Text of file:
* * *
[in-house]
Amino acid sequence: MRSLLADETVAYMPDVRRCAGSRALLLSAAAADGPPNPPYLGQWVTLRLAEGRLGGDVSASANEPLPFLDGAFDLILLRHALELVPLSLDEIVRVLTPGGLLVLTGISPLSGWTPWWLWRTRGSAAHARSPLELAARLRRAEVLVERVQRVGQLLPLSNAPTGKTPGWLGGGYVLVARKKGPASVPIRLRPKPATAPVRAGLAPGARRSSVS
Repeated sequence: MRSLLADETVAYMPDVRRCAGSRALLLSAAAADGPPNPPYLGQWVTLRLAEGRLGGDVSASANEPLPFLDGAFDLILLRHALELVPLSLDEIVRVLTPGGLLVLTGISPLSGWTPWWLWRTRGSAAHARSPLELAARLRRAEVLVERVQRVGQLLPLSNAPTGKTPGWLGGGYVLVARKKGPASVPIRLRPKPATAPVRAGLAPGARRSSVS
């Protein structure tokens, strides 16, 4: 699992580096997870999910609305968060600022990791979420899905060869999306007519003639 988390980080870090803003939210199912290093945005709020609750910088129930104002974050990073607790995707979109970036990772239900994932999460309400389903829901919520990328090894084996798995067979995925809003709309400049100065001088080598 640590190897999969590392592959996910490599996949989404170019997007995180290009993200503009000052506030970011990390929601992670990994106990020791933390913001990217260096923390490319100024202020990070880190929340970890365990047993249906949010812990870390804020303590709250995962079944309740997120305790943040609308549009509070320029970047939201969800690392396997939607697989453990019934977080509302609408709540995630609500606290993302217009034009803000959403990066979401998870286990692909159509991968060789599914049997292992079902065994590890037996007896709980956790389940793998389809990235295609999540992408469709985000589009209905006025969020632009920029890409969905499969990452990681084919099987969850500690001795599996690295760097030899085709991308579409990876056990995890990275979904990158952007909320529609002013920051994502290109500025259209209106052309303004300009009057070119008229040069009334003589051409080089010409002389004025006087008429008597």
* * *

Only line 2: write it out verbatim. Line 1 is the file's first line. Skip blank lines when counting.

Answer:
Amino acid sequence: MRSLLADETVAYMPDVRRCAGSRALLLSAAAADGPPNPPYLGQWVTLRLAEGRLGGDVSASANEPLPFLDGAFDLILLRHALELVPLSLDEIVRVLTPGGLLVLTGISPLSGWTPWWLWRTRGSAAHARSPLELAARLRRAEVLVERVQRVGQLLPLSNAPTGKTPGWLGGGYVLVARKKGPASVPIRLRPKPATAPVRAGLAPGARRSSVS